Here's a scenario. You buy a pre-construction apartment and start paying the mortgage before it's complete. The developer halts the project, has defaulted on its debt and it looks like the property may never get built. You hear of buyers elsewhere who have stopped making their loan payments; the government has stepped in to ensure the builders have money and is considering giving mortgage borrowers a temporary holiday. What are you going to do?

This encapsulates the dilemma for the Chinese government in coming to the aid of buyers in stalled housing projects. An effort to short-circuit the spread of mortgage boycotts risks fueling exactly the behavior it is trying to prevent. Authorities had little choice but to do something, given the rising market alarm, and their intervention sparked a relief rally in property and bank stocks recently. Whether this marks a turning point or merely a pause before the next leg down in the real estate crisis remains to be seen.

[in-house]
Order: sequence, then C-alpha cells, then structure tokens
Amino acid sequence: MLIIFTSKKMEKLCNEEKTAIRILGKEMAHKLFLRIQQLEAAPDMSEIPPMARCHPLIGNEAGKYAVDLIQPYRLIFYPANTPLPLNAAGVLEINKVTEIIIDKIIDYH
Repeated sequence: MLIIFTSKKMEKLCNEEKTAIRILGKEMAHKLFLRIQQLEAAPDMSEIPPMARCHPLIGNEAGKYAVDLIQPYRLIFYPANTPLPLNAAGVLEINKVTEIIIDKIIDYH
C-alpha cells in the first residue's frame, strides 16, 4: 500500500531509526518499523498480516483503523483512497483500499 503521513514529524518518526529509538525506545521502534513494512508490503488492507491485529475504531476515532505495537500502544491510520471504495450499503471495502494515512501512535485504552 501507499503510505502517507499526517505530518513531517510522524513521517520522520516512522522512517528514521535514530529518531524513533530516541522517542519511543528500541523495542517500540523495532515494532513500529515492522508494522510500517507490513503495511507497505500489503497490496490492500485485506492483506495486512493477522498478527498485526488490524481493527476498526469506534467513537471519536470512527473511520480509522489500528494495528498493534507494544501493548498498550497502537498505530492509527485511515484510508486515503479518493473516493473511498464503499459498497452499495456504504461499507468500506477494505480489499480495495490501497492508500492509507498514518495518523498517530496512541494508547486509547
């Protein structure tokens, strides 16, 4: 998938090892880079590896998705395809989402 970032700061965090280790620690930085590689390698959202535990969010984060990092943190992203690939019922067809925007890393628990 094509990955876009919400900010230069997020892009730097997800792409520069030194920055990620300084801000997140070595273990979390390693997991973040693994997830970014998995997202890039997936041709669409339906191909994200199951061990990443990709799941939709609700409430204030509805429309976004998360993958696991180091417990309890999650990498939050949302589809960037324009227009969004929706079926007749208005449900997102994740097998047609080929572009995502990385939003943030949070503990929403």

The figures, on the face of things, suggest limited cause for concern. Affected loans amount to less than 0.01% of outstanding residential mortgages at most Chinese banks, according to Fitch Ratings. As much as 2 trillion Chinese yuan ($297 billion) of advances could be impacted, Bloomberg News reported GF Securities Co. as saying. Even that, which is a measure of assets rather than potential losses, is barely 5% of China’s 38.8 trillion yuan of total outstanding mortgages. If every buyer defaulted it would lead to a 388 billion yuan increase in nonperforming loans, Jefferies estimates.